Conor Madigan '00 (Courtesy Kateeva Inc.)

Conor Madigan '00 (Courtesy Kateeva Inc.)

When Conor Madigan ’00 started studying organic light-emitting diodes (OLED) as a Princeton undergraduate, he saw a potentially brilliant technology for everything from flat screen TVs to mobile phone displays. But the hype surrounding it, he says, was “wildly premature.” 

Fast-forward 12 years. Madigan is now the CEO and co-founder of Kateeva Inc., a leading startup in the OLED field, and he thinks that by 2013, the technology will bring brighter, crisper, and more energy-efficient flat-screen TVs to the marketplace. Kateeva’s job, he says, will be to “address one of the key manufacturing challenges that’s slowing down the adoption curve.”

Kateeva's solution -- a technique that uses inkjet printers and a micro-dryer to deposit the light-emitting organic materials used in OLED screens -- earned the 32-year-old Madigan a spot on Technology Review's 2010 list of the world's top 35 innovators under age 35, released this week.

Madigan, an electrical engineer who earned his Ph.D. from MIT, initially planned on a career in the academy. In fact, he was interviewing for faculty jobs in 2007 when he started drafting the business plan for what would become Kateeva. Relying on what he'd learned from a couple of entrepreneurship courses that he took at MIT's Sloan School of Business, he began talking with investors. With each step, Madigan says, “I started to get more and more excited about it.” He set aside the job search, negotiated licensing deals with MIT, and started securing venture capital.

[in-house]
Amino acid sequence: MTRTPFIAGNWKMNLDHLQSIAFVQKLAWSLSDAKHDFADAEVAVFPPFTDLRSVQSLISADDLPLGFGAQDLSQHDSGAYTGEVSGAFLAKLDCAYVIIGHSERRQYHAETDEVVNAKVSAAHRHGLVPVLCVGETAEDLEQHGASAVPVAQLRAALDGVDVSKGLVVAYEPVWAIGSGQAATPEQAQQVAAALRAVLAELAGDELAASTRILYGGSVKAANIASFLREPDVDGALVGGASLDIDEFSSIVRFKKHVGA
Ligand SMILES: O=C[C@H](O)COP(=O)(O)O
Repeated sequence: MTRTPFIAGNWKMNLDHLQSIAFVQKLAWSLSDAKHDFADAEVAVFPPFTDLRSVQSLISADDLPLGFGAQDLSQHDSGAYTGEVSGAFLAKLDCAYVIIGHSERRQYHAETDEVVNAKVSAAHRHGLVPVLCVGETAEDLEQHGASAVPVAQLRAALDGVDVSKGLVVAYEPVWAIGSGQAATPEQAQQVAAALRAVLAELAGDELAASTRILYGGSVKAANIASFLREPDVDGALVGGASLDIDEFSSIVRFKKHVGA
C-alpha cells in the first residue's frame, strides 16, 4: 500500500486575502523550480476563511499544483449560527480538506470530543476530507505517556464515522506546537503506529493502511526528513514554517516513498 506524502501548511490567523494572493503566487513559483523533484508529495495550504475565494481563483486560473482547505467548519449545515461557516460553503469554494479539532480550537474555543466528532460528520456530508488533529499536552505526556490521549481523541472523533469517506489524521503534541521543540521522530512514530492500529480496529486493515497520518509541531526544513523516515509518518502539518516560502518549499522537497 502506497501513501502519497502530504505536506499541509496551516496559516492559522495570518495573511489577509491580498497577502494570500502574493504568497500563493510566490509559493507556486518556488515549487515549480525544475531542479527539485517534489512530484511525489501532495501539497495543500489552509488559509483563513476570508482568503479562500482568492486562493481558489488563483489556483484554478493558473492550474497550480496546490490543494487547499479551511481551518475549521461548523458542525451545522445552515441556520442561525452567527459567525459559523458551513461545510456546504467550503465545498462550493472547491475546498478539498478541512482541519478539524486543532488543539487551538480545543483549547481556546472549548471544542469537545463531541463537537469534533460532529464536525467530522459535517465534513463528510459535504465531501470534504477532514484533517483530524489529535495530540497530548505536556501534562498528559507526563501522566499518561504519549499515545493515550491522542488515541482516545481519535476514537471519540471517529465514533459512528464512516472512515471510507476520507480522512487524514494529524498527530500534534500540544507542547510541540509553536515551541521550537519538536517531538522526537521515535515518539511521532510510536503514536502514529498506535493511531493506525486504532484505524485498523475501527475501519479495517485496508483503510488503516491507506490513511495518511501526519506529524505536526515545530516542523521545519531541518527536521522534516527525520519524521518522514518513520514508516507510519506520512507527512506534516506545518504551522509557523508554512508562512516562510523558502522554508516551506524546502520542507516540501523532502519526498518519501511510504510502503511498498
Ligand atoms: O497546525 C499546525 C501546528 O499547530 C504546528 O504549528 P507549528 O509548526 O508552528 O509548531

In the last two years, the Menlo Park, Calif.-based Kateeva has grown to 31 employees. Madigan is quick to point to the people around him as the keys to his success, from his MIT mentors, professors Vladimir Bulovic '91 *98 and Martin Schmidt, who were among the company's founders, to Kateeva's executive chairman, Sass Somekh, who has shared a wealth of knowledge from his career in the semiconductor industry. With their help, the onetime aspiring professor is making the most of his new life in the startup world. “It’s been fantastic,” Madigan says. “I could not have picked a better first job.”

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